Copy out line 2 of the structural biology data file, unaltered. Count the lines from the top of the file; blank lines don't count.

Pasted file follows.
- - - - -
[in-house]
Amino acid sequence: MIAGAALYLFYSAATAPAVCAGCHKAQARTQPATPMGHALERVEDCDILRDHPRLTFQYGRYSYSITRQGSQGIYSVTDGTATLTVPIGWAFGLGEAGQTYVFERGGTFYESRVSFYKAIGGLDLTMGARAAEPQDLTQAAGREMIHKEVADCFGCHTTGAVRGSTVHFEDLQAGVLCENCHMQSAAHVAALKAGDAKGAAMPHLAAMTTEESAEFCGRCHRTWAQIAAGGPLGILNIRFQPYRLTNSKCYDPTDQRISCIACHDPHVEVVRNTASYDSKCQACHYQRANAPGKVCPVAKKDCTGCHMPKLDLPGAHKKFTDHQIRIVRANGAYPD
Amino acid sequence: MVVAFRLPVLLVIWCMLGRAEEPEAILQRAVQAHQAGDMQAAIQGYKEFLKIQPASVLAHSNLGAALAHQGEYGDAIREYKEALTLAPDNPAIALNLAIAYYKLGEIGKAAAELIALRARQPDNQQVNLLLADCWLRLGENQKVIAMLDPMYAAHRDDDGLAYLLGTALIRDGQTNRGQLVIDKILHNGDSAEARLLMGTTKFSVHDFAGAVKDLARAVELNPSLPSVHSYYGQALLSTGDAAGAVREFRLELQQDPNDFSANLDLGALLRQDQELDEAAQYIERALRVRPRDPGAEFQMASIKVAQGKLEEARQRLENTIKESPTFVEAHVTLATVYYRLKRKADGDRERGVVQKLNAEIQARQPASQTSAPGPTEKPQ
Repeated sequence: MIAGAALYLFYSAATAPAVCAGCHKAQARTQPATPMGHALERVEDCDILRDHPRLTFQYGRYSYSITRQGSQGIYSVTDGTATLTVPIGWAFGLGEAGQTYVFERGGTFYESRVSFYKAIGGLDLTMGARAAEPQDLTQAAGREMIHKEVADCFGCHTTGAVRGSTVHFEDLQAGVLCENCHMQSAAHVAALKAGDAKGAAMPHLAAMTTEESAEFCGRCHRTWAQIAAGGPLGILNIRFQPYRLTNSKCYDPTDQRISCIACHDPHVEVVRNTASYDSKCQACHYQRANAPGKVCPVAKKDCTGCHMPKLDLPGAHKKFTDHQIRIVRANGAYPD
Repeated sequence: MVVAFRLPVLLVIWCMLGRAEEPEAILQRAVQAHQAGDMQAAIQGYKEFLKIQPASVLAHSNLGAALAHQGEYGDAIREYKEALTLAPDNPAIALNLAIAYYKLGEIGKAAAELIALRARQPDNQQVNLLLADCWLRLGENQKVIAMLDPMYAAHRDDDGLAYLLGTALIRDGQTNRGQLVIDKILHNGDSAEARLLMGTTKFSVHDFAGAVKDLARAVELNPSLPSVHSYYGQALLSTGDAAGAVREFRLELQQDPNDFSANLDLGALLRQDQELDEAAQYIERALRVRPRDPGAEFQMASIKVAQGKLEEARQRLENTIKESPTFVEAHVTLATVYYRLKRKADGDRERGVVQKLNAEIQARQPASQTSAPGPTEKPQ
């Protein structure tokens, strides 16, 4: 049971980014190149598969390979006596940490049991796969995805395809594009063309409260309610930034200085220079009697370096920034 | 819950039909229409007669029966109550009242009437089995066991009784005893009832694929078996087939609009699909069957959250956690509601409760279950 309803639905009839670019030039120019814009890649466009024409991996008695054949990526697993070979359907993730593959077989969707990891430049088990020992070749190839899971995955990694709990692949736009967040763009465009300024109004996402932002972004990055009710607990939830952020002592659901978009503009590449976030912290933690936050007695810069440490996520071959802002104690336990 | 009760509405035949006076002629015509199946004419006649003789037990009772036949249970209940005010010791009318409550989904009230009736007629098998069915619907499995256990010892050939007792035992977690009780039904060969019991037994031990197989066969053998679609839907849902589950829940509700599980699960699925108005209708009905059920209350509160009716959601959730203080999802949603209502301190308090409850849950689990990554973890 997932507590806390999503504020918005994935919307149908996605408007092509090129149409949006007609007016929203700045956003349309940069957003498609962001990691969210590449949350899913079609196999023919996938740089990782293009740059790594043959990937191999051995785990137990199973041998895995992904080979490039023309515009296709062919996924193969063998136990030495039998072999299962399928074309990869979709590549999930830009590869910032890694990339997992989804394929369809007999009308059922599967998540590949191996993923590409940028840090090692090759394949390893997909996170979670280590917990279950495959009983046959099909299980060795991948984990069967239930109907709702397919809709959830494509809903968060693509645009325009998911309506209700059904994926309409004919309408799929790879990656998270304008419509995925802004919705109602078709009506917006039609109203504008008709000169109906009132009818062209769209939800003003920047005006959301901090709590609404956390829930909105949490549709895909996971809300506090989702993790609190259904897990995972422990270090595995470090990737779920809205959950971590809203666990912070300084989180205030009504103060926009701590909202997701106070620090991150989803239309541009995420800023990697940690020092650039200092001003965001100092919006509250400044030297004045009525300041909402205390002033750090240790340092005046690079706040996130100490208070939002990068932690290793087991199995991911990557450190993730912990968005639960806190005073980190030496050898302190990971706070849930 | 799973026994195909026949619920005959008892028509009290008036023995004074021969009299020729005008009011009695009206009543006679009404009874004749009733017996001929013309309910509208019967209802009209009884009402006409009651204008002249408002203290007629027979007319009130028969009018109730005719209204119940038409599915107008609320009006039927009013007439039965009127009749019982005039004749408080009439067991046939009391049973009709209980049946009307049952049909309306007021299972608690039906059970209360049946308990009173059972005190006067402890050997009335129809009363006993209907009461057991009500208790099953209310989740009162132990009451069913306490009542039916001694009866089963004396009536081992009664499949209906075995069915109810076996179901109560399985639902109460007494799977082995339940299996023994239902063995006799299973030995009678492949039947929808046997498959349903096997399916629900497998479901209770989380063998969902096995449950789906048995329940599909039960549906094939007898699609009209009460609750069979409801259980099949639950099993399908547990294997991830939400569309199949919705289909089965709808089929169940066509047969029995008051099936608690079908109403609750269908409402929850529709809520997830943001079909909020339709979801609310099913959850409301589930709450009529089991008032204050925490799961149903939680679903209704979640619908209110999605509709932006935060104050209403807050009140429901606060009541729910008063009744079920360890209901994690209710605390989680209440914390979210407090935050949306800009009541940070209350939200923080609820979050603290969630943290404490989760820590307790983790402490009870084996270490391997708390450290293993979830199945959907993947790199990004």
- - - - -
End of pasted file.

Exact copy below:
Amino acid sequence: MIAGAALYLFYSAATAPAVCAGCHKAQARTQPATPMGHALERVEDCDILRDHPRLTFQYGRYSYSITRQGSQGIYSVTDGTATLTVPIGWAFGLGEAGQTYVFERGGTFYESRVSFYKAIGGLDLTMGARAAEPQDLTQAAGREMIHKEVADCFGCHTTGAVRGSTVHFEDLQAGVLCENCHMQSAAHVAALKAGDAKGAAMPHLAAMTTEESAEFCGRCHRTWAQIAAGGPLGILNIRFQPYRLTNSKCYDPTDQRISCIACHDPHVEVVRNTASYDSKCQACHYQRANAPGKVCPVAKKDCTGCHMPKLDLPGAHKKFTDHQIRIVRANGAYPD